From Publishers Weekly
A professor of psychiatry at Harvard Medical School, Hobson sets forth a model of consciousness that posits brain and mind as an inseparable unity and, in self-help fashion, explains how to control one's "brain-mind" states to improve health, sleep, memory and learning ability. One fascinating implication of his theory is that dreaming and psychosis have much in common. Another is that abnormal modes like schizophrenia, depression, Alzheimer's disease and dementia result when neurochemical or physiological changes lead to a failure in one or more of our faculties-perception, emotion, orientation, memory, attention, energy. Hobson splices recent advances in cognitive neuroscience with his own dream research, episodes in the lives of his patients and his personal experiences, such as temporary amnesia due to a car accident. His exciting report holds equal interest for laypeople and scientists.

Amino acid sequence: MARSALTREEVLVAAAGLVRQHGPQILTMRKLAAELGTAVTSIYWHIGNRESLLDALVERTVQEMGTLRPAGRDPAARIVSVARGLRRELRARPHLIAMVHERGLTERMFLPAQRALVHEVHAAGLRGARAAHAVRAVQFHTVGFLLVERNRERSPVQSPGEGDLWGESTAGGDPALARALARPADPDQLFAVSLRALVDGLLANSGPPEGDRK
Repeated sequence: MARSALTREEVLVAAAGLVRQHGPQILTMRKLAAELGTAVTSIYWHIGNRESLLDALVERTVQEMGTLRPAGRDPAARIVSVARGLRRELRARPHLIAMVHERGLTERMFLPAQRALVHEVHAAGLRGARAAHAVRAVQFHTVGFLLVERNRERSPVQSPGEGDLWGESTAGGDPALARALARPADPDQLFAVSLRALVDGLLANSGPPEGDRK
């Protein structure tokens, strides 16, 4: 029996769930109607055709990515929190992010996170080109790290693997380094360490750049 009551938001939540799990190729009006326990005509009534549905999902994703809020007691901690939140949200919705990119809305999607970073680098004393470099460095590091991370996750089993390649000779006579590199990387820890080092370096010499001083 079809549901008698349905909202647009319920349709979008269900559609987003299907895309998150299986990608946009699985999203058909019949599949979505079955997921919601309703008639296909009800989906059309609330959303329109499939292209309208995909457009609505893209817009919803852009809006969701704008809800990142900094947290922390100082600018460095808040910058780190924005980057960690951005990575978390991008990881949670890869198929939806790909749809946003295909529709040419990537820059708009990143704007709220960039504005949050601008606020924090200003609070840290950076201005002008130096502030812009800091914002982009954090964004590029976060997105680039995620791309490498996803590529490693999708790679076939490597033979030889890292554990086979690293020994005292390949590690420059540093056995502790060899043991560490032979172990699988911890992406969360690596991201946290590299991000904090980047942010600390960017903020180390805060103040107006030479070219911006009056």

Copyright 1994 Reed Business Information, Inc.
As neurologists and psychologists find themselves on each other's turf, evidence supporting the theory that the brain and mind are inseparable grows in quantity and quality. Hobson, a professor of psychiatry at Harvard Medical School, began his studies of various states of consciousness by comparing various forms of psychosis with dreams, his speciality. By analyzing the chemical properties associated with these strikingly similar states, he came to believe that we should refer to the unified and dynamic system percolating within our skulls as the brain-mind. Hobson articulates the logic behind this paradigm and explains the implications of studying consciousness from this perspective for both science and everyday life. Along the way, he provides his readers with some of the clearest descriptions yet of such crucial faculties as orientation, memory, perception, emotion, attention, and mood. As Hobson provides anecdotal examples to illustrate each brain-mind faculty, he emphasizes the value of understanding how states of consciousness affect health. Not surprisingly, he found that getting enough sleep, the "brain-mind's own resident physician," is an important path to well-being. Donna Seaman